The game features beautiful Indian and Balinese-inspired environments full of hand-painted artwork that's not often seen in games. How much research did the team do to get the architecture right, and how much embellishment did you decide to do on top of that?
Maude: The research went as far as taking a ten-day excursion with some of the team to visit four cities in Rajasthan. The Rajasthan trip is well summed up in this blog of ours. Needless to say, we have drawn many architectural and cultural influences from Rajasthan, and it was great to experience these first hand.
Fusing both Indian and Balinese influences was pure joy for the art team since both share similar architectural nuances. What caught our eye were the fabulous Balinese masks depicting demons of sorts. They are terrifyingly beautiful, along with the shadow puppetry. Again, both cultures used to tell tales of myth and lore, which, again, are insanely detailed, and we wanted to pay homage here along with the architecture because, and as unfortunate as it is, these art forms, by and large, are dying out generationally.
So when it came to creating a level, Shruti and I would work on the mood boards, which can only be best described as a shopping list of what we’d like to have and where. It’s like a visual narrative that ought to make sense within your given universe. Our concept artist, Anirudh Singh, would take the pure ref board, along with the basic level layout, and would create quick thumbnails. Some elements were colorized to give the tonal language and so on.
Once the concept sketches were completed, we would study the architecture, deconstruct the concept art, and discuss how best to utilize each combination or element, essentially creating modular assets or a kit that is specific to a particular location. The fun part was seeing how many combinations we could employ using the same assets without others noticing. This is commonly practiced within the industry, but you have to be mindful of overheads such as texture and polygon budgets due to the target hardware’s limitations.
This ultimately turns into a balancing act among aesthetics, technical needs, and hardware constraints.
Image courtesy of Nodding Head Games
The game has been praised for its tactical, fluid combat system, which allows players to perform free-form combos bouncing off of walls and swinging around pillars. Can you touch upon how you designed it?
Co-founder, Game Designer, and Project Manager Avichal Singh: The game's design went through a reboot, post our Kickstarter cancellation. Soon after we signed with a publisher, we started experimenting with mechanics.
One question that had struck a chord with us was, "Who is Raji, and what can she do?" Yet, that answer was staring us in the face, simply put, it was her backstory. She’s an acrobat, a street performer no less. She performs acts like walking the tightrope and much more.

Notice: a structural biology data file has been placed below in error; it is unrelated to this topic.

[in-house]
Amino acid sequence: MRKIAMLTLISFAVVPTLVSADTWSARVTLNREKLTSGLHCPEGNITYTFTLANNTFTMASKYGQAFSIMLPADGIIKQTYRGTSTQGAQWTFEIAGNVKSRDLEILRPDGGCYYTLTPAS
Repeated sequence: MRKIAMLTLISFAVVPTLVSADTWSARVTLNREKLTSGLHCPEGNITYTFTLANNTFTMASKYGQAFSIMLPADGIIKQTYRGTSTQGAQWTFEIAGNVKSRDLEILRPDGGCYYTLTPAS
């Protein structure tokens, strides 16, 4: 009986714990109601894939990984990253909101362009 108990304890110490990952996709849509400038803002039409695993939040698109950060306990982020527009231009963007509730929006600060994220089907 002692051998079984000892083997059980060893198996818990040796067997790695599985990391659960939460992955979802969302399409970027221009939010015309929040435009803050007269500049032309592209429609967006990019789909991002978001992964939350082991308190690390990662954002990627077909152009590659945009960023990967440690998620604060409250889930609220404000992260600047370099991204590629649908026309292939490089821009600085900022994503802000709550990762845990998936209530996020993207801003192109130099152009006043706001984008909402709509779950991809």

This led to a design theme that "movement leads to combat," and when we started thinking about it, it made more and more sense to apply this to game mechanics along with the parkour system that we developed.
We had noticed that variety was missing, and so this led us down a path where we would ultimately overhaul the combat system in order to create fresh and interesting ways to navigate the environment as well as executing sensational “finishers.” Hence, interactions with walls, pillars, and certain environmental objects were now part of, not just parkour, but combat. This worked well when we began testing it in a sandbox environment. This opened up new possibilities for combat, which helped keep the player experience fresh.
Raji features a variety of enemies, minibosses, and challenging behemoth-sized boss battles. Can you share how you created them?
Maude and Co-founder/Art Director Shruti Ghosh: From the get-go, we wanted to establish distinct silhouettes. From a game design perspective, we would create a high-level brief highlighting all the attributes we required from a particular character, essentially treating it like it had a personality of its own. We would go as far as attempting to act how it would walk, talk, and breathe. This would allow us to create a deeper backstory. We also wanted to incorporate feedback for the player. For instance, we made it so the belly of a creature might change color, indicating that it’s about to attack.
We applied the five Ws, which include what, when, where, why, and who for every asset you see in the game. This is done whether it's for a character, an inanimate prop, the lighting, or something of architectural significance because we needed to have a level of authenticity and believability within our universe. Hence, when creating “characteristics'' for a particular foe, we asked ourselves, “Is the character a ‘tank,’?” If so, we asked ourselves questions like, “What’s its name? How many limbs does it have? What’s its purpose within the realm of Raji’s universe? How does it move? How does it sound?”